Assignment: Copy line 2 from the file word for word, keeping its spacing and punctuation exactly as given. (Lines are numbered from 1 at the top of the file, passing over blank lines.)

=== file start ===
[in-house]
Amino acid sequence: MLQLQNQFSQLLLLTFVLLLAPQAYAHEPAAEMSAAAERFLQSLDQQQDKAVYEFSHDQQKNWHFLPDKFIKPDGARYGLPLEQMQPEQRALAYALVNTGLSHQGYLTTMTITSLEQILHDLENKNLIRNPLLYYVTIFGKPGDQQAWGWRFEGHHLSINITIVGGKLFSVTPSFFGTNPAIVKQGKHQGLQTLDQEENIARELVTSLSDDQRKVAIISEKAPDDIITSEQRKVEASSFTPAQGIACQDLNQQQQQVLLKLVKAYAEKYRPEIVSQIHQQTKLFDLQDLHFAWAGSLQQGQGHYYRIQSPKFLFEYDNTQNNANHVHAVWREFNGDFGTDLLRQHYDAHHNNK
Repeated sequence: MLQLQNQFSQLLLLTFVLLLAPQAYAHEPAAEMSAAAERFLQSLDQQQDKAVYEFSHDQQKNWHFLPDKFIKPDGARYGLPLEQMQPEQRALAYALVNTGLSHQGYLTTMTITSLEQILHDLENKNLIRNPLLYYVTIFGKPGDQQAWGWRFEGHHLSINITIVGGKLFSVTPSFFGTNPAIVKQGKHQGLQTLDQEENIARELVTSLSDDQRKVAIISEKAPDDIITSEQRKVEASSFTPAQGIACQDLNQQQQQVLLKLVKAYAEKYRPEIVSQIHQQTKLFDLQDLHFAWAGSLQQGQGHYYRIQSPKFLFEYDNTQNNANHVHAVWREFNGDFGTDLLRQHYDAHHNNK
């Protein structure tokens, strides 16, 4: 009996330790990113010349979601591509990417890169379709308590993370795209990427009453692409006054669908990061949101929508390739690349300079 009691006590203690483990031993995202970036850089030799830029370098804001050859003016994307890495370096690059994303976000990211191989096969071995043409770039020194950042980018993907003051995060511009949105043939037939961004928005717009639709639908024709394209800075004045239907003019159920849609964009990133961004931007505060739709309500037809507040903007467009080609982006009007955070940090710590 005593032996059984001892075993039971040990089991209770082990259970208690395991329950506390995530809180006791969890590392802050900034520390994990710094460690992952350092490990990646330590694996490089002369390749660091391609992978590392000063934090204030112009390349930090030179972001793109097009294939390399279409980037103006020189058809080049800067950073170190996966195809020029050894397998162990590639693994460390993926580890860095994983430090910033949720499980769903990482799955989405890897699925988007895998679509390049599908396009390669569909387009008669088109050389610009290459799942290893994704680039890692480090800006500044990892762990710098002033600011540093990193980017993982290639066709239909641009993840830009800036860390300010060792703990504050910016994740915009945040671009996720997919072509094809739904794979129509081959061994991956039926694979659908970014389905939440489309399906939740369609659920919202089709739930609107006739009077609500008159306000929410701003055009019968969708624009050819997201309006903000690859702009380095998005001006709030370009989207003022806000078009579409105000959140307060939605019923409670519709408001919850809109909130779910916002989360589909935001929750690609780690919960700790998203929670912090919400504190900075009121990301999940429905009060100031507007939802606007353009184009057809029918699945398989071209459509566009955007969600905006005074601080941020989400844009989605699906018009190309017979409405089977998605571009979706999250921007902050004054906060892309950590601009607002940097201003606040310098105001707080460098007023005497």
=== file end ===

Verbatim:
Amino acid sequence: MLQLQNQFSQLLLLTFVLLLAPQAYAHEPAAEMSAAAERFLQSLDQQQDKAVYEFSHDQQKNWHFLPDKFIKPDGARYGLPLEQMQPEQRALAYALVNTGLSHQGYLTTMTITSLEQILHDLENKNLIRNPLLYYVTIFGKPGDQQAWGWRFEGHHLSINITIVGGKLFSVTPSFFGTNPAIVKQGKHQGLQTLDQEENIARELVTSLSDDQRKVAIISEKAPDDIITSEQRKVEASSFTPAQGIACQDLNQQQQQVLLKLVKAYAEKYRPEIVSQIHQQTKLFDLQDLHFAWAGSLQQGQGHYYRIQSPKFLFEYDNTQNNANHVHAVWREFNGDFGTDLLRQHYDAHHNNK